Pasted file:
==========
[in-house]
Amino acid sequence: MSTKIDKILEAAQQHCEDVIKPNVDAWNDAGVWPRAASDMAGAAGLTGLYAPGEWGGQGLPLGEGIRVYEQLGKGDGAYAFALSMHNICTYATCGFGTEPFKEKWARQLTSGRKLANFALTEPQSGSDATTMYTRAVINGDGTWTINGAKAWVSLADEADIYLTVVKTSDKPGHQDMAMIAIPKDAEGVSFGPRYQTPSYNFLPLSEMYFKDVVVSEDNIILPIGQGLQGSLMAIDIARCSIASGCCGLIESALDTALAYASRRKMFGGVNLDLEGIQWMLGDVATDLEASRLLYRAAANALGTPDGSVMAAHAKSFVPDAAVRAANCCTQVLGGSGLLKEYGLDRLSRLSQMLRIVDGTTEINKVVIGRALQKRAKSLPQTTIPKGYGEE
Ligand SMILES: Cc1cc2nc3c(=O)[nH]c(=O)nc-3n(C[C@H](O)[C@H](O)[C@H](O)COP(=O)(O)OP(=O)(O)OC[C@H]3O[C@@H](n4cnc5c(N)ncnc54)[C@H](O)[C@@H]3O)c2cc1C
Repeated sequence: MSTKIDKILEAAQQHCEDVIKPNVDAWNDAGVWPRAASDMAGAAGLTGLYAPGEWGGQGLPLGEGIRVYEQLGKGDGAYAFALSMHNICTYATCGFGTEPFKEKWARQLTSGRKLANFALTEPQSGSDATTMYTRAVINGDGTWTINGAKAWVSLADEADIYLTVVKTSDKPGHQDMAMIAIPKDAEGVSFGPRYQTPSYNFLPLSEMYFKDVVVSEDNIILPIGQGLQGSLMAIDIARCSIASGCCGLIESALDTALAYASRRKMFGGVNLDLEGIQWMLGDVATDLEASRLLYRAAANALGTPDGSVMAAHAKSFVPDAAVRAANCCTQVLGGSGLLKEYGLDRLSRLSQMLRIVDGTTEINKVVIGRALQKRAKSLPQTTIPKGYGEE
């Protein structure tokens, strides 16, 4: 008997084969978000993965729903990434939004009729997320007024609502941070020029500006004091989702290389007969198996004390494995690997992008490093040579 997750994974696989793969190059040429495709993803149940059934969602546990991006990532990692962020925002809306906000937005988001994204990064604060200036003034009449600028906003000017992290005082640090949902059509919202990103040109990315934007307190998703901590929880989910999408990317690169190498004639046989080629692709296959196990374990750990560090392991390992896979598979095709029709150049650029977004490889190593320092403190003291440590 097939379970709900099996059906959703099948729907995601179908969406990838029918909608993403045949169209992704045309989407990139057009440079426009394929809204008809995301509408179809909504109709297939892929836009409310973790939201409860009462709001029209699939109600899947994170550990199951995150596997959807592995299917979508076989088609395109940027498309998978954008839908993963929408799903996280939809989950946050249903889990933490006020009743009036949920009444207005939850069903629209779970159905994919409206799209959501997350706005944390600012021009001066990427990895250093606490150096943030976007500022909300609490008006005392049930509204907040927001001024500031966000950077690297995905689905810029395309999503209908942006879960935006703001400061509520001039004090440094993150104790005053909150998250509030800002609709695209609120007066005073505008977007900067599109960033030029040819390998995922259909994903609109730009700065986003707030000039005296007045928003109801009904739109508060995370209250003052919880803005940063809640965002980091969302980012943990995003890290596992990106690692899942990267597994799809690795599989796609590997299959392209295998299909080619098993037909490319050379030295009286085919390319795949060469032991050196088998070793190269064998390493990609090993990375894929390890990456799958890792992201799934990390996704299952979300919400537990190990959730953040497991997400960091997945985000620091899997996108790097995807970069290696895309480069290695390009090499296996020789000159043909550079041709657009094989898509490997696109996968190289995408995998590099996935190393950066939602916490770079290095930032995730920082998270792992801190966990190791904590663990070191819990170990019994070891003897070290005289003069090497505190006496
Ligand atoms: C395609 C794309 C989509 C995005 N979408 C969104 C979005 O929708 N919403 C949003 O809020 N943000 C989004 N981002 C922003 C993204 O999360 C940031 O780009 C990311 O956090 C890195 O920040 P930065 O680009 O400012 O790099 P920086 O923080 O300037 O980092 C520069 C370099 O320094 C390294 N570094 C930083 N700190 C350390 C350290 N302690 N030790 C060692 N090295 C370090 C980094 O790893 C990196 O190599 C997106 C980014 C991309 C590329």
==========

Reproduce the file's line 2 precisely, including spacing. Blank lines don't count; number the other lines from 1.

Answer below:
Amino acid sequence: MSTKIDKILEAAQQHCEDVIKPNVDAWNDAGVWPRAASDMAGAAGLTGLYAPGEWGGQGLPLGEGIRVYEQLGKGDGAYAFALSMHNICTYATCGFGTEPFKEKWARQLTSGRKLANFALTEPQSGSDATTMYTRAVINGDGTWTINGAKAWVSLADEADIYLTVVKTSDKPGHQDMAMIAIPKDAEGVSFGPRYQTPSYNFLPLSEMYFKDVVVSEDNIILPIGQGLQGSLMAIDIARCSIASGCCGLIESALDTALAYASRRKMFGGVNLDLEGIQWMLGDVATDLEASRLLYRAAANALGTPDGSVMAAHAKSFVPDAAVRAANCCTQVLGGSGLLKEYGLDRLSRLSQMLRIVDGTTEINKVVIGRALQKRAKSLPQTTIPKGYGEE